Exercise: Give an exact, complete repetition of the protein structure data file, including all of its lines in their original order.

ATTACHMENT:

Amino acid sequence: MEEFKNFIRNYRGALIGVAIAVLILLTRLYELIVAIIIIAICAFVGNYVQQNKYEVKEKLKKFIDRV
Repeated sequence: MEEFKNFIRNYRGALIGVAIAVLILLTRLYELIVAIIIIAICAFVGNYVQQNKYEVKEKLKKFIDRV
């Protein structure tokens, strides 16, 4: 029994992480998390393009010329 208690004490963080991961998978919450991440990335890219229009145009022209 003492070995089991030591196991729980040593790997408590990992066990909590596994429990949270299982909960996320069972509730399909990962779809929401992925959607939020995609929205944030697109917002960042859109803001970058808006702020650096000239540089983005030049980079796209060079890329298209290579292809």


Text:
Amino acid sequence: MEEFKNFIRNYRGALIGVAIAVLILLTRLYELIVAIIIIAICAFVGNYVQQNKYEVKEKLKKFIDRV
Repeated sequence: MEEFKNFIRNYRGALIGVAIAVLILLTRLYELIVAIIIIAICAFVGNYVQQNKYEVKEKLKKFIDRV
């Protein structure tokens, strides 16, 4: 029994992480998390393009010329 208690004490963080991961998978919450991440990335890219229009145009022209 003492070995089991030591196991729980040593790997408590990992066990909590596994429990949270299982909960996320069972509730399909990962779809929401992925959607939020995609929205944030697109917002960042859109803001970058808006702020650096000239540089983005030049980079796209060079890329298209290579292809």